Jamal Khashoggi’s wife to sue NSO Group over Pegasus spyware

The wife of slain Saudi journalist Jamal Khashoggi is preparing a lawsuit in the United States against spyware maker NSO Group, claiming she was the target of the Israeli firm’s Pegasus software.

Hanan Elatr, 52, is also planning to sue the governments of Saudi Arabia and the United Arab Emirates (UAE) for their involvement in the alleged attempts to install the software on his cellphone.

She is receiving support for her attempts to gather evidence for the cases of Agnès Callamard, the former UN official who investigated the murder in her role as special rapporteur for extrajudicial executions.

Elatr, who is in the United States where she has requested political asylum, is seeking to recover two cell phones, an iPad and a laptop computer belonging to her husband which are believed to be in the possession of the Turkish authorities to help her in her case.

She said: “It is important that everyone involved in this horrific crime is held accountable. My husband was a peaceful man. I believe in American justice.

Washington Post columnist Khashoggi was killed and dismembered at the Saudi consulate in Istanbul in October 2018.

US intelligence agencies have concluded that the killing was approved by Saudi Crown Prince Mohammad bin Salman, which he denied, calling it a “heinous crime” and a “mistake…committed by officials working for the Saudi government. The Saudi government prosecuted 11 men for carrying out the murder and sentenced five of them to death, although the death sentences were later overturned.

Last year, evidence emerged suggesting that an NSO client had targeted Elatr several months before her husband’s death, between November 2017 and April 2018.

Pegasus software can turn a phone into a surveillance device, with microphones and cameras activated without the user’s knowledge.

A forensic examination of Elatr’s Android phone in 2021 revealed that she had received four text messages containing malicious links connected to Pegasus, although successful installation was not proven by analysis.

Activity on Elatr’s confiscated phone during a period she was in the custody of UAE intelligence after being arrested at Dubai airport in April 2018 further suggests an attempt was made to install the software at this time.

NSO rejected the claims, previously reported by The Guardian and The Washington Post. “Our technology was in no way associated with the heinous murder of Jamal Khashoggi,” the company said. “We can confirm that our technology has not been used to eavesdrop, monitor, track, or collect any information about him or his family members mentioned in your application.”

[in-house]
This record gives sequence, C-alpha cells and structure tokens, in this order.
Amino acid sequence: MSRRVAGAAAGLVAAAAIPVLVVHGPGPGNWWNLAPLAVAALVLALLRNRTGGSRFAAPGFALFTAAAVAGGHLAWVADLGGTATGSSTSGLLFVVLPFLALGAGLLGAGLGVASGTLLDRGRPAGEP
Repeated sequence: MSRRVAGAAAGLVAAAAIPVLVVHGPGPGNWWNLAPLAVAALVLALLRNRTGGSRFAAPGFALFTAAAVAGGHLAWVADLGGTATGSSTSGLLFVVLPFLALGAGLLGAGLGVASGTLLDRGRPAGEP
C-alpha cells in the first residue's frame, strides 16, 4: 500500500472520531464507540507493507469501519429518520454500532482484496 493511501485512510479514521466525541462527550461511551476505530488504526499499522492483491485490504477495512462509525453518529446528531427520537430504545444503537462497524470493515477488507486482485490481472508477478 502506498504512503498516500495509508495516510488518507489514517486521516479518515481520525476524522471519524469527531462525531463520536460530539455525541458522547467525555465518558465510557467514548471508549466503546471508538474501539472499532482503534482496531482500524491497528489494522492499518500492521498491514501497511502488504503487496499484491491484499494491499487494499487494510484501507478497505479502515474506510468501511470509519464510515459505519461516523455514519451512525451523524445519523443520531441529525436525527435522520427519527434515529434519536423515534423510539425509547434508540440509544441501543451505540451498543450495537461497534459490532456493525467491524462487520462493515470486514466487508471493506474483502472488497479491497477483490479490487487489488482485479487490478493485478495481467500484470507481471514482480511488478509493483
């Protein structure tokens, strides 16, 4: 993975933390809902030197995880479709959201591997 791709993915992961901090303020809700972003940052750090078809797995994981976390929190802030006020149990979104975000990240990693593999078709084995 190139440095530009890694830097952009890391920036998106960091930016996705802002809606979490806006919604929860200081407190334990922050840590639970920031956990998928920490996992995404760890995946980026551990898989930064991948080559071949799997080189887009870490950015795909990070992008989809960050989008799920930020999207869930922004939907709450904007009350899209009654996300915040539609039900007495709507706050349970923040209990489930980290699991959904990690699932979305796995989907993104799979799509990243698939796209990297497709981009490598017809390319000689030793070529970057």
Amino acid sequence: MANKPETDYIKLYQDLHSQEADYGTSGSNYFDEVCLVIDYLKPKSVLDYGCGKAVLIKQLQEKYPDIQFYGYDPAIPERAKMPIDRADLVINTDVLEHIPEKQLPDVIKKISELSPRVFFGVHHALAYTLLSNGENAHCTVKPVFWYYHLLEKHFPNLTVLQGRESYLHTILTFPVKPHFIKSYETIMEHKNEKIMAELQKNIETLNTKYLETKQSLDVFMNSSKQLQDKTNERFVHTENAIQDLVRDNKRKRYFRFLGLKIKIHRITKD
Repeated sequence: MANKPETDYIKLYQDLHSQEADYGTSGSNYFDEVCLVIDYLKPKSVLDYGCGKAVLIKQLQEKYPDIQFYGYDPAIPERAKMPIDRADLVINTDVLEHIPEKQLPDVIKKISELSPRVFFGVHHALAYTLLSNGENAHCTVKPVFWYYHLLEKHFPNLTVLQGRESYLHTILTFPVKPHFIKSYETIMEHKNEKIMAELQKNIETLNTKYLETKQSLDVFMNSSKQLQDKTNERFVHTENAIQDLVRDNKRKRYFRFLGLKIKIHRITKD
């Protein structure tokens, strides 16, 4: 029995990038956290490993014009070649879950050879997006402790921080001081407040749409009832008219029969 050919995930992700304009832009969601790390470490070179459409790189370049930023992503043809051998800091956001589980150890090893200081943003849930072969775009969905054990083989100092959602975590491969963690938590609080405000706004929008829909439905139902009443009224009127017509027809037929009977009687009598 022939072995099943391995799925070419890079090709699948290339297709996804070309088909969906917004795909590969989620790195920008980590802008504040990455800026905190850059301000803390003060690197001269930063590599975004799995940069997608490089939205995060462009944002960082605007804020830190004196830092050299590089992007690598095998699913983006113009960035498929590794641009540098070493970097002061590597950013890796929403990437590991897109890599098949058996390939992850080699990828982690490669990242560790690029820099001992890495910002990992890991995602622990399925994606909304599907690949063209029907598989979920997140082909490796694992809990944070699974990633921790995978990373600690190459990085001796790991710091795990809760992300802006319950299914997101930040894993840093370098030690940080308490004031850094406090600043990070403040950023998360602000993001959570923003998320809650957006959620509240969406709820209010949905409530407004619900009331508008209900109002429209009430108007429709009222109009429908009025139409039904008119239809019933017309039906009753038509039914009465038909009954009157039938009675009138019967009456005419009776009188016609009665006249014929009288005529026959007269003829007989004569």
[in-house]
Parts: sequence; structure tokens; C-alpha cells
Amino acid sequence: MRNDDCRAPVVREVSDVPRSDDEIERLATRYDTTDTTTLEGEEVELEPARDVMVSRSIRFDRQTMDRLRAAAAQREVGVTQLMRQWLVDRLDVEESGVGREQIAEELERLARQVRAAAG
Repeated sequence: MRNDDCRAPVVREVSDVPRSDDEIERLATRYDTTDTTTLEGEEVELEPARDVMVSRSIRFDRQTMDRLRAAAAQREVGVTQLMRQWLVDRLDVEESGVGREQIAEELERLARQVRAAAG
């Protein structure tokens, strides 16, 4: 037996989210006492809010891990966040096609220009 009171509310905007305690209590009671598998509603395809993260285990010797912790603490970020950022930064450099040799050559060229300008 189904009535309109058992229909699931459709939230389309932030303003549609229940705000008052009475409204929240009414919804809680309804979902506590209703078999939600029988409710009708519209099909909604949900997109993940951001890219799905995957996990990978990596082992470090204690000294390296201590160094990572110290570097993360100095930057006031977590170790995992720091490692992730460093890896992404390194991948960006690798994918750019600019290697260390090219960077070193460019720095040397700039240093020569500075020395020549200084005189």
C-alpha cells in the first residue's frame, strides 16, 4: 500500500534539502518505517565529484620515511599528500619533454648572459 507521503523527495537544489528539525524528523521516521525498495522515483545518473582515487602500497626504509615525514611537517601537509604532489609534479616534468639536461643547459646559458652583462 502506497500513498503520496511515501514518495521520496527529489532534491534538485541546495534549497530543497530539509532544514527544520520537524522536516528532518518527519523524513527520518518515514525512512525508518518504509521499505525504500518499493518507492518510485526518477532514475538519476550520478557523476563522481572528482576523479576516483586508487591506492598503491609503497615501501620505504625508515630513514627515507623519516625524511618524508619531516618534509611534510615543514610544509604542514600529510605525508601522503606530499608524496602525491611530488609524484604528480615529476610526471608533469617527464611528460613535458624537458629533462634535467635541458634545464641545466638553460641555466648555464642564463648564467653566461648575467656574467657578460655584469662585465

The company did not respond to a request for comment on the potential lawsuits.

Elatr said she was determined to use the US courts to get full information on who was potentially spying on her husband and loved ones in the run-up to his murder.

As she builds her legal case, Elatr searches for cellphones and other devices belonging to her husband and Istanbul at the time of his death, which she says are held by Turkish authorities.

An attempt by Randa Fahmy, Elatr’s legal adviser, to secure devices from the Turkish embassy in Washington failed last year, with officials insisting she should make a legal claim in Turkey.

However, pressure is being exerted on the White House to intervene following the decision of a Turkish court to suspend the trial in absentia of 26 Saudis accused of the murder, before he was transferred to Saudi Arabia.

Callamard said in a statement that she had been prevented in the past from retrieving the phones.

She said: “As the UN Special Rapporteur investigating the murder of Jamal Khashoggi by the Saudi state, I knew from the first days that the Turkish authorities had Jamal’s phones and computer in the part of their investigation.

“From the start of my investigation, during my interviews with the prosecutor, I asked if they had investigated whether the phones or computers had been hacked but I never received an answer except that it was ‘In progress’.

“When I last met with the prosecutor, I suggested that perhaps other experts, such as within the FBI, should be brought in given the difficulty in tracing and identifying spyware such as Pegasus. But they refused or resisted the proposal.

“I hoped that during the trial in Turkey, the prosecutor would reveal the information they had collected on Jamal’s phones or computer. But as we know, unfortunately this did not happen and the trial in Turkey has now come to an abrupt end. Without justice served.

Callamard, who is now Secretary General of Amnesty International, added: “I have been informed of Hanan Elatr Khashoggi’s efforts to secure these items from the Turkish authorities. I certainly support such efforts.

“The Turkish government has made it clear that it has no intention of continuing the investigation and the trial. He should therefore hand over any evidence still in his hands to those who are truly and genuinely determined to reveal the truth about Jamal’s murder.

“Determining if his phones had been hacked, if he was under digital surveillance, identifying spyware – these are all crucial elements both in telling the truth and in understanding and preventing the targeting of dissidents.”

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